(Faculty sponsor, Susan Greenhalgh)
2006 - Jeannine Stepanian, "Post-Exposure Prophylaxis Policies in the U.S."
(Faculty sponsor, Tom Boellstorff)
2019 - Nichole Yuki Wong, "An Encounter with Biomedicine. A Story about a Cholecystectomy" (Faculty sponsor: Angela Jenks)
2013 - Not Awarded
2012 - Adrienne Nguyen
2011 - Julianne Holloway
2010 - Claudia Moya
The value of anthropology in Claudia's words: "College has opened my mind and it has expanded it beyond all my expectations...If it had not been for anthropology, I would not have been able to accept the fact that there are more important things in life than letter grades. And this is where anthropology's biggest life lesson comes in: everyone has a story. One of my goals in life is to help tell someone's true-life story and to help make one life easier to live. The more we open our eyes and our minds to the world around us, the more we learn about ourselves. Thus, it is a win-win situation. You just have to be willing to take risks and respect differences."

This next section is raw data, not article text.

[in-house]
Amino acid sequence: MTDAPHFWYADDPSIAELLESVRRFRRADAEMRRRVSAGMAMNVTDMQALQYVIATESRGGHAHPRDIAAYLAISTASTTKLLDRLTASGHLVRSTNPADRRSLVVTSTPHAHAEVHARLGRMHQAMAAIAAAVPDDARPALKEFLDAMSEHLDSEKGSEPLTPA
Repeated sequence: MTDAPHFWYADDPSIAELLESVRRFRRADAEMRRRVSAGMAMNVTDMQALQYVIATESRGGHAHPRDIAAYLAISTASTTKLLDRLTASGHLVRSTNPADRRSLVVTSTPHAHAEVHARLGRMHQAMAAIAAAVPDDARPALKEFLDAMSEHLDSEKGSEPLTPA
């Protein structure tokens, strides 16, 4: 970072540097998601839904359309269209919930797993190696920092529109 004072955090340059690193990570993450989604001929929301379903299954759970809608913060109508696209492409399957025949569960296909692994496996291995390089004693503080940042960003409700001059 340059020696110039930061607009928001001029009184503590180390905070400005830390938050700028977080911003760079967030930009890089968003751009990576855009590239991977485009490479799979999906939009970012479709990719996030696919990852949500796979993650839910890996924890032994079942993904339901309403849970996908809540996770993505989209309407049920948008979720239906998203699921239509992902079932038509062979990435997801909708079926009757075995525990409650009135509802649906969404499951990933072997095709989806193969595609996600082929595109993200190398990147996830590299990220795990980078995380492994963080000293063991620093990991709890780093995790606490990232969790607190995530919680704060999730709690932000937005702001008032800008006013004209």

2009 - Elizabeth McDowell
The value of anthropology in Lizzie's own words: "While nations may be able to amass an impressive arsenal of weaponry, they will not possess the tools to discover the root cause of their conflicts, many of which are seated in cultural differences. That is why anthropology is the most advantageous tool one can possess. By using it, a wealth of knowledge can be gained and applied to propose concrete solutions when we are in dire need of them."
National Collegiate Honor Society for Anthropology
1. To all declared Anthropology Majors, and Minors
2. All applicants must have at least a Junior class standing with a minimum of a 3.2 GPA in all Anthropology Classes and a 3.2 GPA overall (no incompletes).
3.Must have completed at least four courses or 16 units in Anthropology at UCI at the time of turning in this application.
4.All applicants must show proof of eligibility in grade point average with an official transcript, declaration of major, and class standing.
Note: If you qualify as a member of Lambda Alpha Kappa and you are graduating Spring 2019, you may purchase the cloisonne tack pin bearing the Lambda Alpha Kappa emblem for $10.00. Also stoles are available for $25.00. Please write one check for membership and tie pins/stoles made out to: LAMBDA ALPHA by February 13, 2019 to purchase your items and return toTami Hoksbergen in SBSG 3207. Membership application can be submitted online at this link: https://scout.eee.uci.edu/s/LambdaAlpha.